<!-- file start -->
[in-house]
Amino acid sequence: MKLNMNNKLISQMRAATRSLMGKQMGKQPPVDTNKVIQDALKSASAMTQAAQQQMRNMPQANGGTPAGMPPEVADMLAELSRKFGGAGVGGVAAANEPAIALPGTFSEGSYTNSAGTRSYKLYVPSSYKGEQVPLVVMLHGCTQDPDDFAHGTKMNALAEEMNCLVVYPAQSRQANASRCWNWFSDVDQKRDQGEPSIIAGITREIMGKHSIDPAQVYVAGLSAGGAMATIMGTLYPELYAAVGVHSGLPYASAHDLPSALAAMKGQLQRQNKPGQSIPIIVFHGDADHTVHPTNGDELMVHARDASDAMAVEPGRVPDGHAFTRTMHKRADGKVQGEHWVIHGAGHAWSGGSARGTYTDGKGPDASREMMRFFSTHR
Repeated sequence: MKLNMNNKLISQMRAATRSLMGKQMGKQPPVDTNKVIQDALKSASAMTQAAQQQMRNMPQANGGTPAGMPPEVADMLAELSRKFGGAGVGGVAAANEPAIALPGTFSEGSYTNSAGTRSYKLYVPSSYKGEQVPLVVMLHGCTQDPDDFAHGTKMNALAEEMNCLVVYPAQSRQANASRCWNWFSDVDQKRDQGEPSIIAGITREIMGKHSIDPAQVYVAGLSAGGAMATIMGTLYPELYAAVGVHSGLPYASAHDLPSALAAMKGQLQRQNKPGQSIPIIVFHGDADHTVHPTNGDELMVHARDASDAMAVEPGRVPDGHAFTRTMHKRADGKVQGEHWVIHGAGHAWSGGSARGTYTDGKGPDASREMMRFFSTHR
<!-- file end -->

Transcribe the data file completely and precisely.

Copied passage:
[in-house]
Amino acid sequence: MKLNMNNKLISQMRAATRSLMGKQMGKQPPVDTNKVIQDALKSASAMTQAAQQQMRNMPQANGGTPAGMPPEVADMLAELSRKFGGAGVGGVAAANEPAIALPGTFSEGSYTNSAGTRSYKLYVPSSYKGEQVPLVVMLHGCTQDPDDFAHGTKMNALAEEMNCLVVYPAQSRQANASRCWNWFSDVDQKRDQGEPSIIAGITREIMGKHSIDPAQVYVAGLSAGGAMATIMGTLYPELYAAVGVHSGLPYASAHDLPSALAAMKGQLQRQNKPGQSIPIIVFHGDADHTVHPTNGDELMVHARDASDAMAVEPGRVPDGHAFTRTMHKRADGKVQGEHWVIHGAGHAWSGGSARGTYTDGKGPDASREMMRFFSTHR
Repeated sequence: MKLNMNNKLISQMRAATRSLMGKQMGKQPPVDTNKVIQDALKSASAMTQAAQQQMRNMPQANGGTPAGMPPEVADMLAELSRKFGGAGVGGVAAANEPAIALPGTFSEGSYTNSAGTRSYKLYVPSSYKGEQVPLVVMLHGCTQDPDDFAHGTKMNALAEEMNCLVVYPAQSRQANASRCWNWFSDVDQKRDQGEPSIIAGITREIMGKHSIDPAQVYVAGLSAGGAMATIMGTLYPELYAAVGVHSGLPYASAHDLPSALAAMKGQLQRQNKPGQSIPIIVFHGDADHTVHPTNGDELMVHARDASDAMAVEPGRVPDGHAFTRTMHKRADGKVQGEHWVIHGAGHAWSGGSARGTYTDGKGPDASREMMRFFSTHR